Near the entrance to the UHAUL store that Howard Maxwell has managed for more five months, protesters shouted “Get him out!”
Maxwell, they alleged, has created a job list and favors some over others.
“He tells us the police are going to come and arrest us,” one worker said. “He buys slices of pizza and carne asada for the workers he likes—only four or five of them. He has favorites.”
Another worker added, “If we don’t agree with him, we can’t get work. We are afraid because if you talk bad about him, you won’t get work. He only likes you if you suck up to him.” Most of those who spoke to the press asked for anonymity or to go by first names.
Most of the workers, however, stayed away from the protesters. When asked why more weren’t participating in the protest, they said the manager has intimidated them.
Maxwell watched the protesters for about 30 minutes and then went back inside the store near near Bryant and Alameda streets.
The rally, led by the San Francisco Day Labor Program, was called on behalf of the day laborers who work there.
The day laborers rely on UHAUL customers who need help lifting or moving.
“Boycott UHAUL, Boycott UHAUL!” the crowd of about 100 protesters continued, followed by a show of cheers from some in the crowd who said they who have stopped using UHAUL storage in protest. Other customers continued to come in to rent moving trucks.
The protest began at 10 a.m. and ended at 11:30 a.m. Jose, a worker who has picked up work at UHAUL for the past two years, quietly entered the sign-holding mass. A few other regular laborers stood across the street.
A 32-year-old worker who was served with a permanent restraining order on Wednesday, stood at the front of the store with a megaphone. The order, served by the manager, bars him from any area 50 feet from the store for three years.
He declined to give his name, but said that when the manager served the first, temporary restraining order against him about a month ago, it was because he had objected to the the method the manager used to control the workers.
“He treats us very unjustly,” he said. “Many times he sent other people out to work and laughed at me, rubbing it in my face.” He added that the manager once held his wallet in front of him in mockery.
He approached Renee Saucedo about three weeks ago for help, he said, and now she is working to appeal the restraining order. Police, who remained off to the side, allowed him to remain on the site despite the order.
Hillary Ronen, staff attorney for La Raza Centro Legal, had been trying to solve the conflict between the day laborers and Maxwell for several months before the incident with the one day laborer.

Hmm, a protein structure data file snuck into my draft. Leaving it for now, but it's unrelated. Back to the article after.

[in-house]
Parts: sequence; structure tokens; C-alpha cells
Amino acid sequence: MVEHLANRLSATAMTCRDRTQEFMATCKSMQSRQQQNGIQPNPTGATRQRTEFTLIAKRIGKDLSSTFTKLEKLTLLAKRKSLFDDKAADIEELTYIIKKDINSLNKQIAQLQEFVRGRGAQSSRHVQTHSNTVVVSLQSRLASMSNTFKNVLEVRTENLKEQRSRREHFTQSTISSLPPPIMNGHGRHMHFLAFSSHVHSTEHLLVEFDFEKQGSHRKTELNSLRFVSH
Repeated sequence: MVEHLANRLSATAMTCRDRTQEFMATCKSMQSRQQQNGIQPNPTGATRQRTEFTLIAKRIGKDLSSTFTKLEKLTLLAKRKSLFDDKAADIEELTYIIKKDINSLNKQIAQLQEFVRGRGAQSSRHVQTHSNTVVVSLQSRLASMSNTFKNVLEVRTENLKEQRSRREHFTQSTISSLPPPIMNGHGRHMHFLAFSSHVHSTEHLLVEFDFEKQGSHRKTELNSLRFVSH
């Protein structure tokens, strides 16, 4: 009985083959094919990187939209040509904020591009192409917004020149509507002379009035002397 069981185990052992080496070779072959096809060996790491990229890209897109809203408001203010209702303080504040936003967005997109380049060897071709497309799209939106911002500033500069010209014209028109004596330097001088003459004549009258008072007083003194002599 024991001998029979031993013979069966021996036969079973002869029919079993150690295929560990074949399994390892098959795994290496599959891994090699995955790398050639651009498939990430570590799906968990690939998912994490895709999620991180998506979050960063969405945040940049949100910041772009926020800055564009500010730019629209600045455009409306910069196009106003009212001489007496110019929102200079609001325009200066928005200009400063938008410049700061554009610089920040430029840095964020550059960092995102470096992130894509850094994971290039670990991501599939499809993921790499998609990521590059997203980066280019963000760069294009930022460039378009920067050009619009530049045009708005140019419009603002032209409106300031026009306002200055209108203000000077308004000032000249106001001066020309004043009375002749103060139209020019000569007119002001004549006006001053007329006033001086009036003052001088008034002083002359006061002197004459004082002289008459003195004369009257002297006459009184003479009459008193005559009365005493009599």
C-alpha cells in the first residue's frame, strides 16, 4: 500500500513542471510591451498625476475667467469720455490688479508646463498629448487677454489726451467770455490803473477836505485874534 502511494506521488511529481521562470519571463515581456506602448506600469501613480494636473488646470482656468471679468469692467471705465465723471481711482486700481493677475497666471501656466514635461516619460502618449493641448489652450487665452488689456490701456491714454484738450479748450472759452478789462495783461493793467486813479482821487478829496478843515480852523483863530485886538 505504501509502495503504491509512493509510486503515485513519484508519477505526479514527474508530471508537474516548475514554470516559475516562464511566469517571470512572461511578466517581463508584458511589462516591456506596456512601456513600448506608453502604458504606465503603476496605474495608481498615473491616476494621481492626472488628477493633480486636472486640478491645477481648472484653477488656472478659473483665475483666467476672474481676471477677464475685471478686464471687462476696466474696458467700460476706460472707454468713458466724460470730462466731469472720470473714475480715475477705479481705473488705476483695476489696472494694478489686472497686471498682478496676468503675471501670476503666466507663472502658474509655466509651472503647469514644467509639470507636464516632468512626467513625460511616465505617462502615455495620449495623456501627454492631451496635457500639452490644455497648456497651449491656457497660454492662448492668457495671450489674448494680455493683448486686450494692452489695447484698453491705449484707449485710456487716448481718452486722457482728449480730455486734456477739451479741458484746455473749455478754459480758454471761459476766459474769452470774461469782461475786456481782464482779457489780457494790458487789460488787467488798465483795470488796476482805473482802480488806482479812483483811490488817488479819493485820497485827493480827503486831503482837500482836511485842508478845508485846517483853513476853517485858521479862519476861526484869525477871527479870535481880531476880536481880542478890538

“We’ve learned that he doesn’t respect the workers,” she said. “So we want to get rid of him.”
Ronen said she and the manager met with the Mission police captain and came up with an agreement: the workers would stand in a line on the other side of the street and the first to come would be the first to work. But, there was a problem: the workers didn’t like the new system.
“They just want to be able to stand on the street corner and look for work as they did before,” she said. “But the manager wants to control the situation. He wants to organize it and create the system that’s most beneficial to him.”
On Thursday, Maxwell said he likes the list for “selfish reasons”—he makes more money because his trucks come back quicker, he said. But many of the day laborers said they have gotten less work since the new system started.
Ronen said it’s the workers’ first amendment right to look for work as they please and it’s legal for them to be on public property, but that the workers who vocally disagree with his policies are being punished.
She said the police captain agreed the laborers have the right to look for work on that sidewalk. But workers said the police disrupt their ability to make money.
“All we want is to work and the manager keeps calling the police. When the police come, they tell us we can’t be here and expel us,” said Jose.
“I’ll have to find other work. This man has blocked me from where I work and told lies,” said the worker with the restraining order. One of these lies, he said, is that the men are able to use the bathroom. On Thursday, Maxwell told Mission Loc@l he had opened up the bathroom for all workers on the list.
“In this economy the need for work is more intense than ever and all they want is to have a chance to earn a living and feed their families,” said Ronen. “And this manager has made their lives miserable.”